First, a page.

A baby who is smaller than average during pregnancy is called small for gestational age (SGA). An SGA baby will often have a birth weight below 9 out of 10 babies of the same age. An SGA baby may be equally small all over. Or the baby may be a normal length and size but have lower weight and body mass. The baby’s brain and organs are usually fully mature, but small. After birth, SGA babies may have certain problems with breathing and feeding that mean they need more care.
Some babies are small because their parents are small. But most SGA babies are small because of growth problems that happen in pregnancy. One of these problems is intrauterine growth restriction (IUGR). IUGR happens when the baby doesn't get enough nutrients and oxygen for proper growth. IUGR can start at any time in pregnancy. Early IUGR is often caused by problems with chromosomes, a disease in the mother, or severe problems with the placenta. Late IUGR (after 32 weeks) is often caused by other problems.
Certain things may make SGA and IUGR more likely. These include health issues of the mother, such as:
High blood pressure
Chronic kidney disease
Heart or respiratory disease
Sickle cell disease
Other lifestyle choices and health history can make SGA and IUGR more likely. These include:
Alcohol or drug abuse
Conception using assisted reproductive technology
Exposure to certain medicines like blood thinners or seizure medicines
Advanced maternal age
Low weight before becoming pregnant
They also include health issues with the baby or the uterus, such as:
Less blood flow in the uterus and placenta
A placenta that detaches from the uterus (placental abruption)
A placenta that grows too low in the uterus (placenta previa)
Being pregnant with twins, triplets, or other multiples can also make IUGR and SGA more likely.
SGA may show that the baby is getting less oxygen than normal. This increases the health risks for the baby during pregnancy, delivery, and afterward. Babies with SGA may have problems at birth, such as:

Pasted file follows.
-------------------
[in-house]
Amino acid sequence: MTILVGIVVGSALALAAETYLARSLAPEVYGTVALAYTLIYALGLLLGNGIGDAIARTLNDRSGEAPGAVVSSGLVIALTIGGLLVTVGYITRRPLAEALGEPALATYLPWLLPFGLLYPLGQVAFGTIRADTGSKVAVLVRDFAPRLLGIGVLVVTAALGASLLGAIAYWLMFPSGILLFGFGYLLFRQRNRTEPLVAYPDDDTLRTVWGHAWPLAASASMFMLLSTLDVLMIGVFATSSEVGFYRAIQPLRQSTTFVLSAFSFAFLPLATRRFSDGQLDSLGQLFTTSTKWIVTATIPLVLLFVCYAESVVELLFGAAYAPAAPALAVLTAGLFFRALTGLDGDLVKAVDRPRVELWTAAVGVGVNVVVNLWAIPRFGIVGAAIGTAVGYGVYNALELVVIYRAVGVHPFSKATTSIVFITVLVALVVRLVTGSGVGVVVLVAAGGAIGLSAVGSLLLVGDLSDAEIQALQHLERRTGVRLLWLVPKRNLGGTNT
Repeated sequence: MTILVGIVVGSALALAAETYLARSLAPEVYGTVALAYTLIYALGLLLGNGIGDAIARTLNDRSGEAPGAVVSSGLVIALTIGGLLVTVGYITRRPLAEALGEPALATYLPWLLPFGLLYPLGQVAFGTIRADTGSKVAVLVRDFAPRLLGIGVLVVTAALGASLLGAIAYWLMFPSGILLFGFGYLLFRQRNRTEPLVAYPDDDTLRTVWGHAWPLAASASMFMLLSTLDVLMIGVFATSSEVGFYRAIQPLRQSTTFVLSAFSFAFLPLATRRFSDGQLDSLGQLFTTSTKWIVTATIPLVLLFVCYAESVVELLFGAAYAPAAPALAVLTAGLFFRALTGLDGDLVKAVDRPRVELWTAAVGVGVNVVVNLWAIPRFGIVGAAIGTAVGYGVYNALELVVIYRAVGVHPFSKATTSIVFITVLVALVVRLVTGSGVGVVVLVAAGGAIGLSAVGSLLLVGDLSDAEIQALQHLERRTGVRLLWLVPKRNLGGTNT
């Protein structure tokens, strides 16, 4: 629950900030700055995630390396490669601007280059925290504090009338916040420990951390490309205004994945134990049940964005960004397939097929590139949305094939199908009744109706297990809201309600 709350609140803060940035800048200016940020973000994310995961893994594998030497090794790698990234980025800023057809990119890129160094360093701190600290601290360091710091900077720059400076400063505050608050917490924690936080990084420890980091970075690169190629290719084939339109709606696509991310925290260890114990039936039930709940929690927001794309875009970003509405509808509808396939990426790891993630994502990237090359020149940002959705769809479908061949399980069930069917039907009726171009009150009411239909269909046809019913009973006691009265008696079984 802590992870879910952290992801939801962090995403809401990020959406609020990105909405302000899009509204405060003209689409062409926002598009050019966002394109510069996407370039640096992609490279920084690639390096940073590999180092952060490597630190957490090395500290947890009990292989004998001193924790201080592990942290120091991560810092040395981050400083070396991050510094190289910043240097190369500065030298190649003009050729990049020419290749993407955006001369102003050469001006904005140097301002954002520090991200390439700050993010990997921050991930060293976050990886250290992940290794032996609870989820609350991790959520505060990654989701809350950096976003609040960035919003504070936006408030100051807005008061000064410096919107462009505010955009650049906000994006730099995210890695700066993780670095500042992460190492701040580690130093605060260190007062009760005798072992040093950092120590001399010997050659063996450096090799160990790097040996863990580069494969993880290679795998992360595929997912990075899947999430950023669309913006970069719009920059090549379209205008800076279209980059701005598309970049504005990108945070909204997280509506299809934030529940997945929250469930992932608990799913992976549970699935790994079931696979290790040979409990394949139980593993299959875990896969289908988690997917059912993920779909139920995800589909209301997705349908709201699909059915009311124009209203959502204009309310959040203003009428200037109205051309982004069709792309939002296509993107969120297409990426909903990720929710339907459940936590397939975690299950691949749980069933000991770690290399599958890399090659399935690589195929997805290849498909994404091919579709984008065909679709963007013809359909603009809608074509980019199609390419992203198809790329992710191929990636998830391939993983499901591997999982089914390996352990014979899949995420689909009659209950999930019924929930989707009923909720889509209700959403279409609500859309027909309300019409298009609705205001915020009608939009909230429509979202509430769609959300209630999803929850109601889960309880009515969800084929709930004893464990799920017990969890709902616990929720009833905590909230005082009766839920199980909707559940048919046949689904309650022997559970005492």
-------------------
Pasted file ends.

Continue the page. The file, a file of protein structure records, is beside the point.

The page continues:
Lower oxygen levels
Low Apgar scores. This is an assessment that shows how a baby is doing right after delivery.
Inhaling the first stools that are passed in utero (meconium aspiration). This can cause breathing problems.
Low blood sugar (hypoglycemia)
Trouble keeping normal body temperature
Too many red blood cells (polycythemia)
During pregnancy, a baby’s size can be estimated in different ways. The height of the top of the uterus (fundus) can be measured from the pubic bone. This height in centimeters often matches the number of weeks of pregnancy after the 20th week. If the number is lower than the number of weeks, the baby may be smaller than average.
These are other tools for diagnosing SGA:
Ultrasound. This test uses sound waves and a computer to create pictures of the inside of the body. This is a more accurate way to estimate the size of a baby before birth. Measurements can be taken of the baby’s head and abdomen. The numbers are then compared with a growth chart.
Doppler flow. This test uses sound waves to measure blood flow. It can be done to look at blood flow through blood vessels in the baby’s brain and the umbilical cord.
Mother’s weight gain. A mother’s weight gain in pregnancy can also help indicate a baby’s size. Small weight gain may mean a smaller baby.
Gestational assessment. Babies are weighed in the first few hours after birth. The birth weight is compared with the expected weight for the baby’s gestational age.
After delivery, SGA babies may have other signs, such as:
A body that looks thin and pale
Skin that is loose and dry
An umbilical cord that is thin and dull-looking instead of shiny and fat
The treatment of SGA is supportive care. A baby with SGA may be weak and less able to feed as well, or to stay warm. They may be put in a temperature-controlled bed or incubator to keep warm. Tube feedings may be done to make sure the baby has enough nutrition. Blood tests may be done to check blood sugar levels. And blood oxygen levels will be watched. If needed, extra oxygen or mechanical ventilation may be used to help the baby breathe.
Prenatal care is important in pregnancy. Regular visits to your healthcare provider can help spot problems such as SGA and IUGR. Stopping use of tobacco, alcohol, and drugs is important for a healthy pregnancy. It's also important to control any long-term (chronic) health conditions throughout your pregnancy. Discuss with your provider the risks and benefits if you have been prescribed any medicines. Talk with your healthcare provider if you need help.